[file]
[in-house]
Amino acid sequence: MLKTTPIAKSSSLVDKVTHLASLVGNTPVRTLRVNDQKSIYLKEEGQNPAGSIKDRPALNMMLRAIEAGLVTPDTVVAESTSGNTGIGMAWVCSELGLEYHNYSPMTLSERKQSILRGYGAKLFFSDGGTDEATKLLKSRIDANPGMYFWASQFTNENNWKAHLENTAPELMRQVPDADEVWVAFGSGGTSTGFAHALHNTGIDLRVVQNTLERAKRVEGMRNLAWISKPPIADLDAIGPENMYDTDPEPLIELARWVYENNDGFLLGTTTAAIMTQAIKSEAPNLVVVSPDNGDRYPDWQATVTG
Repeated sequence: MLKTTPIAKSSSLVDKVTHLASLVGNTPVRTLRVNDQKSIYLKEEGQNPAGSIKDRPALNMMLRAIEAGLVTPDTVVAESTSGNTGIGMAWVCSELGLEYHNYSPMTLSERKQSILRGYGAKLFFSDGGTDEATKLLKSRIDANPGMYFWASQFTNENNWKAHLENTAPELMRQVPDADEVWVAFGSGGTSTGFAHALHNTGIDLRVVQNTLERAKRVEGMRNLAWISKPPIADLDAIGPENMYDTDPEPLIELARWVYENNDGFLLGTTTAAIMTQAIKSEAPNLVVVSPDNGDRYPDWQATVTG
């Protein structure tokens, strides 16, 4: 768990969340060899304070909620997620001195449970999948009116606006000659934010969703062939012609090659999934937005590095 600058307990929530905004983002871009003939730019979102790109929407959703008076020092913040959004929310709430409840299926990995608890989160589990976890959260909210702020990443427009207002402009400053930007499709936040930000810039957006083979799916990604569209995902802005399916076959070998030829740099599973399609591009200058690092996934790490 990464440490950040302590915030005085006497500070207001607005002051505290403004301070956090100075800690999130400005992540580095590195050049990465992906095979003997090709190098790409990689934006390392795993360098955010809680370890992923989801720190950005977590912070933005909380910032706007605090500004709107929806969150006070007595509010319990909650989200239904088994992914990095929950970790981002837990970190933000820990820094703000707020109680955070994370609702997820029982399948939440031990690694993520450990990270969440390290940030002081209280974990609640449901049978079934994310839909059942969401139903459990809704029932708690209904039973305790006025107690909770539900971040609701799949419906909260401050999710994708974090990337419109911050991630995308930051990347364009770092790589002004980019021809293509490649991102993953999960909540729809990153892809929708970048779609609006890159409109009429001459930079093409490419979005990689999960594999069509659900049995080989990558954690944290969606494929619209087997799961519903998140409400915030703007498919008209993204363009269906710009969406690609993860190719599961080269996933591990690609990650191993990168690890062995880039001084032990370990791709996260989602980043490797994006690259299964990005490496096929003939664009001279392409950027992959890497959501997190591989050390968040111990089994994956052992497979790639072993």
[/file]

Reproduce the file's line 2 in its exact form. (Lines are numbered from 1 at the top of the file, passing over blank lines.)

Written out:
Amino acid sequence: MLKTTPIAKSSSLVDKVTHLASLVGNTPVRTLRVNDQKSIYLKEEGQNPAGSIKDRPALNMMLRAIEAGLVTPDTVVAESTSGNTGIGMAWVCSELGLEYHNYSPMTLSERKQSILRGYGAKLFFSDGGTDEATKLLKSRIDANPGMYFWASQFTNENNWKAHLENTAPELMRQVPDADEVWVAFGSGGTSTGFAHALHNTGIDLRVVQNTLERAKRVEGMRNLAWISKPPIADLDAIGPENMYDTDPEPLIELARWVYENNDGFLLGTTTAAIMTQAIKSEAPNLVVVSPDNGDRYPDWQATVTG